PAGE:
O's, Conine Agree; Club In Dispute

Jeff Conine
The Orioles finalize a one-year, $1.7 million deal with Jeff Conine. (Chad Rachman - AP)

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By Dave Sheinin
Washington Post Staff Writer
Thursday, January 5, 2006

The Baltimore Orioles reached an ironclad agreement with one veteran outfielder yesterday, even as new accusations were being lobbed between the team and an angry agent over an apparent deal with another veteran outfielder that fell apart.

The Orioles finalized a one-year, $1.7 million deal with Jeff Conine, the popular corner outfielder-first baseman who will be rejoining the team he played for from 1999 to 2003. Conine, 38, spent the last 2 1/2 seasons with the Florida Marlins, helping them win the World Series in 2003, and batting .304 in 131 games last season.

Baltimore is "just a great place to play," Conine said during a conference call with reporters, "and I'm happy to be going back."

However, the news of Conine's signing was overshadowed by the acrimonious exchange, via the media, between Orioles Vice President of Baseball Operations Jim Duquette and agent Howard Simon, who represents outfielder Jeromy Burnitz. Burnitz yesterday finalized a one-year, $6.7 million deal with the Pittsburgh Pirates a week after the Orioles believed they had reached agreement with him on a two-year deal.

Duquette yesterday accused Simon of reneging on the deal, telling the Associated Press, "My feeling is, we had an agreement. . . . It sets a bad precedent when that is allowed to happen."

However, Simon insisted no agreement had been reached and blamed the disintegration of the deal on what he described as "onerous, open-ended" language regarding Burnitz's physical examination in the team's final contract proposal.

"We did not renege," Simon said. "We did not have a deal. We agreed to most of the terms and conditions, but not all of them. The language [regarding the physical] was unacceptable."

Simon described the Orioles as a "franchise in disarray," and blamed the contract fiasco on owner Peter Angelos, a Baltimore lawyer whom Simon believes was responsible for the severity of the contract language.

"This is a hands-on owner," Simon said. "I can't even take the word of the guy I'm dealing with [Duquette], because he doesn't have the authority."

Angelos did not return a telephone message yesterday seeking comment.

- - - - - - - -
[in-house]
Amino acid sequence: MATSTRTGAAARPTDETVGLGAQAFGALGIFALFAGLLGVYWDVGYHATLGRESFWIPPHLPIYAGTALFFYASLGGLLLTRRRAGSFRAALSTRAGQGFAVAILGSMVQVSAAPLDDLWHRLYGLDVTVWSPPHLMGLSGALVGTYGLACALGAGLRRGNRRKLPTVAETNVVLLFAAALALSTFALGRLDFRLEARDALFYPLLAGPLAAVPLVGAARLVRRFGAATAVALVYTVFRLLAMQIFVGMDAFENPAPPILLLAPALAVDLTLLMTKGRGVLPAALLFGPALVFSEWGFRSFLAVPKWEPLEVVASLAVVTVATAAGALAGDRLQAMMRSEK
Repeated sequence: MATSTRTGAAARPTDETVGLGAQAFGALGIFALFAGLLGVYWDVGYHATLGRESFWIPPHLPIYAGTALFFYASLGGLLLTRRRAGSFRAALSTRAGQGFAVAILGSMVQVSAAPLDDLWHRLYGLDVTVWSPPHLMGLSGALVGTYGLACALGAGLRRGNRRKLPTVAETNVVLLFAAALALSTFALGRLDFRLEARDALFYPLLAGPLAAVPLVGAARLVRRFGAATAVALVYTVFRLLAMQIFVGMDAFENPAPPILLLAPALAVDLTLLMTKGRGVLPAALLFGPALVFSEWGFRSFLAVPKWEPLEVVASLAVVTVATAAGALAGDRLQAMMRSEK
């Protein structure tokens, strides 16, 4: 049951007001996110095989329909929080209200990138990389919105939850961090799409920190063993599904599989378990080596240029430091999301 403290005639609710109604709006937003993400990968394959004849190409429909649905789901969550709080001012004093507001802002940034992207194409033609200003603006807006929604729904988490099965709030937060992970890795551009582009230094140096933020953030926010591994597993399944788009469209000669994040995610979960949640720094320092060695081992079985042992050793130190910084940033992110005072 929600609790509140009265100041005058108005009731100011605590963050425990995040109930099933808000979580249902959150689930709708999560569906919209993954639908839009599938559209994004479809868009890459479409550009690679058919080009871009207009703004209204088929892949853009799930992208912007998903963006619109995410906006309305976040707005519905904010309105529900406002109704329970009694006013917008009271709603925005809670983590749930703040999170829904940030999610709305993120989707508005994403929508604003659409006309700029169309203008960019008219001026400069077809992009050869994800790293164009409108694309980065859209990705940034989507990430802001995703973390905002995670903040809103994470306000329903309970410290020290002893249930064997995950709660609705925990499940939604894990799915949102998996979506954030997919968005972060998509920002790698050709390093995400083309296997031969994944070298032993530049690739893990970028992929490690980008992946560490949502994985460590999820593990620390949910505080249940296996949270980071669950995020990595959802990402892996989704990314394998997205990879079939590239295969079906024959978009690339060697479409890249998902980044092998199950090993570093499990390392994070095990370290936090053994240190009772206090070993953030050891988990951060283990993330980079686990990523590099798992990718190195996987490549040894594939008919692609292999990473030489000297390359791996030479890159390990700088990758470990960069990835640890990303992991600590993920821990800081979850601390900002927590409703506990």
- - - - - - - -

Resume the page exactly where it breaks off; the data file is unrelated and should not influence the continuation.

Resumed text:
According to Simon, the standard contract language regarding a physical examination specifies only that the contract is contingent upon the player passing one. By contrast, Simon said, the Orioles' proposal contained four components regarding Burnitz's medical evaluation. In addition to separate physical examinations by the Orioles and an insurance agent, the proposal called for a "complete and full review by the club of the player's complete medical records, including but not limited to X-rays and training room notes." At that point, the Orioles, according to the proposal, were still permitted to make a "final determination. . . as to whether [Burnitz's] physical condition is acceptable."

"What am I supposed to do?" Simon said. "Go to the Cubs, the Indians, the Dodgers and the Rockies [Burnitz's former teams]? And call Doctors A, B, C and D and get their records?"

Simon also said the team's well-documented trade discussions with the Boston Red Sox regarding slugging left fielder Manny Ramirez further soured Burnitz on the Orioles. "I didn't want a situation where the music stops," Simon said, "and my guy doesn't have a chair."

Duquette did not return a telephone message seeking comment. However, in an interview with the Associated Press, he said Burnitz informed a team official during a telephone conversation over the weekend that he had undergone "a change of heart" and decided he wanted to play in the National League.

Simon acknowledged "there could be other reasons" for Burnitz's turning down the Orioles' proposal. "All I'm saying," Simon said, "is that this thing would have been done if it weren't for that onerous language."

The Orioles' offer "is a better deal than the one we accepted" in terms of years and guaranteed dollars, Simon said. " . . . I'm not looking for a dart-throwing contest. But I'm not going to sit back and let people say we're not honorable people, and that we're reneging."


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